Hellenistic city a little
over 10 km S of Sitia. The two hills occupied by the
Hellenistic city have yielded no traces of earlier occupation, although S of the city a third hill was the site of a
sanctuary from the 8th to the 5th c. B.C., and S of this
sanctuary two Late Bronze Age tholoi have been discovered. The Late Bronze Age settlement may have been
another km to the S, where remains of well-built houses
have been observed. The Hellenistic city was founded
in the 4th c. and destroyed about the middle of the 2d
c. B.C. by Hierapetra.
The Hellenistic city was situated on two hills and a
low saddle between them, the whole area being flanked on
E and W by streams and their respective valleys. Traces
of the defense wall have been recognized, mainly on
the E and S sides, and they, together with the general
spread of debris, suggest that the walled city occupied
an area of more than 10 hectares. Within this area, the
higher of the two hills seems to have been fortified as
a citadel and to have formed the center of the city as a
whole. On the peak of this hill, remains of a major temple
have been recognized.
On the slopes of both hills terrace walls can be traced,
and on the S side of the lower hill rectangular cuttings
in the rock are thought to represent the remains of houses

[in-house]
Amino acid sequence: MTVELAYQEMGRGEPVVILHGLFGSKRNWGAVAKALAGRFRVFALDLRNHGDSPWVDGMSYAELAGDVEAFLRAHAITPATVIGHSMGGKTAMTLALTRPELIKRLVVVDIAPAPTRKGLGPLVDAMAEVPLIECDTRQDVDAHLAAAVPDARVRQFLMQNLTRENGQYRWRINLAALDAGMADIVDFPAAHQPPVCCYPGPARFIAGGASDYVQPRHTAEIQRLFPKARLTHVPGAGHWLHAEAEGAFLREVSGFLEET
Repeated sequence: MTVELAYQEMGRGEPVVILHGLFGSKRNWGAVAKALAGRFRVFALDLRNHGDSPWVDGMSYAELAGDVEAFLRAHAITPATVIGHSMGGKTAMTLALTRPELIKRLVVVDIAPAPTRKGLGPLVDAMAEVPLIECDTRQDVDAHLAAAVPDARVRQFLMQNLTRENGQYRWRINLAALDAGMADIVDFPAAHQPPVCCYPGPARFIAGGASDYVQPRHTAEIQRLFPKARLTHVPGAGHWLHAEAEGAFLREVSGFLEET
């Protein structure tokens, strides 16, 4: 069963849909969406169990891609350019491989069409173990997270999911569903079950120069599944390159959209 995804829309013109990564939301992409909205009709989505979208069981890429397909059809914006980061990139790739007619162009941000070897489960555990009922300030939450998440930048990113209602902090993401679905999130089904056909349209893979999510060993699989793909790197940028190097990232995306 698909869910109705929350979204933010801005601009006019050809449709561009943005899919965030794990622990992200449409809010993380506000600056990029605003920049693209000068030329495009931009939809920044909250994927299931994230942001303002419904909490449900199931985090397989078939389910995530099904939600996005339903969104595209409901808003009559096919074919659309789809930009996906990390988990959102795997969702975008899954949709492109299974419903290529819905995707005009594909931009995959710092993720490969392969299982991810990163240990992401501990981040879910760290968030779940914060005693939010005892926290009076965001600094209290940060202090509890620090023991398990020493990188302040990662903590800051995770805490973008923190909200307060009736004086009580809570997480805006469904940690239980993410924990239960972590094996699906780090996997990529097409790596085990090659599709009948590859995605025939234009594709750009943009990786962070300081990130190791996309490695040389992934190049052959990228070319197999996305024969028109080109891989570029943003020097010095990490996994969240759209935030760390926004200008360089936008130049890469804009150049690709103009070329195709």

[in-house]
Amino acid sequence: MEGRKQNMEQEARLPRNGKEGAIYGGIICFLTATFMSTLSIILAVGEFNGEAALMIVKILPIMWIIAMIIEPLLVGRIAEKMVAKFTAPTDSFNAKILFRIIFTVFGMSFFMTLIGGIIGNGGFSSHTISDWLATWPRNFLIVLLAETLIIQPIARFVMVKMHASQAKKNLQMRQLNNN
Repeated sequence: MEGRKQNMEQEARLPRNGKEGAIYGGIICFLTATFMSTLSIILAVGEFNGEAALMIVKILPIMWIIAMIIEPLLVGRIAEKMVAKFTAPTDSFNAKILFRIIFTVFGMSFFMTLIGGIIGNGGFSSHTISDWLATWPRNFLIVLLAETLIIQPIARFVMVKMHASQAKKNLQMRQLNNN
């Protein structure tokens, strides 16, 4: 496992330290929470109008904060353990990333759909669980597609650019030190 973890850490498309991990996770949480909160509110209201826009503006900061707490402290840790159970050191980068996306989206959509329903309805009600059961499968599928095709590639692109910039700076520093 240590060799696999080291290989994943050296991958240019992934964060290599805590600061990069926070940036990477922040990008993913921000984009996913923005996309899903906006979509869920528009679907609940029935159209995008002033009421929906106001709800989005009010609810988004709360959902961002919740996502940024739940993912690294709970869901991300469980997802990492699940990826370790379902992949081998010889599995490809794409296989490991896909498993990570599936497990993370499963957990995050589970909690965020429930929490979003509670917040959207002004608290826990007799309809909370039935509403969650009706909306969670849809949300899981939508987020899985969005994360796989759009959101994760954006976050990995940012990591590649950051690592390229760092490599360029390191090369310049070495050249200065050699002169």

cut back into the slope here. Narrow, stepped streets ran
up the slopes and were flanked by built houses, only
one of which was ever extensively excavated. This proved
to be a fine house of ashlar, with six or seven downstairs
rooms and traces of stairs leading to an upper floor. The
whole building had a tiled roof, and was occupied from
the 3d c. until the mid 2d B.C. The saddle between the
two hills is thought to have been the site of the agora,
and from it were recovered several architectural fragments, including part of a Doric frieze and a fragment from an Ionic capital. A paved road led from this area up toward the summit of the lower hill.
The third hill, beyond the city walls to the S, was
found to have first been used as a sanctuary in the
Geometric period. To it belonged a thick deposit of soil
containing many votive terracottas and miniature bronze
pieces of armor. At the close of the 5th c. the whole hill
summit was enclosed by a temenos wall, except where
the hillside was particularly steep. An entrance in the SE
corner of this wall led into an enclosure where there was
an altar, a long building probably used as a repository
for gifts, and probably a temple. No trace of the temple
was found on the summit, but a leveled rectangular area
of rock, 13 x 9 m, probably indicates its situation. From
the fields immediately below the cliff traces of ashlar
blocks and columns may well belong to this temple, presumably completely destroyed in the mid 2d c. B.C.
The city was supplied with water from a source more
than 3 km to the S, where a small temple stood above
the spring. Cemeteries were situated on the E, S, and
probably W of the city, while some 400 m NW of the
lower hill quarries used during the building of the city
are still visible.
L. Mariani, “Antichità Cretesi,” MonAnt
6 (1895) 283-348; F. Halbherr, “Report on the Researches at Praesos,” AJA
5 (1901) 371-92M
; E. S.
Forster, “Praesos. The Terracottas,” BSA
8 (1902) 271-81I
; R. C. Bosanquet, “Excavations at Praesos I,” BSA
8 (1902) 231-70MPI
; R. S. Conway, “Prehellenic Inscriptions of Praesos,” BSA
8 (1902) 125-56; F. H.
Marshall, “Tombs of Hellenic Date at Praisos,” BSA
(1906) 53-70; G. Daux, “Chroniques des Fouilles en
83 (1959) 733.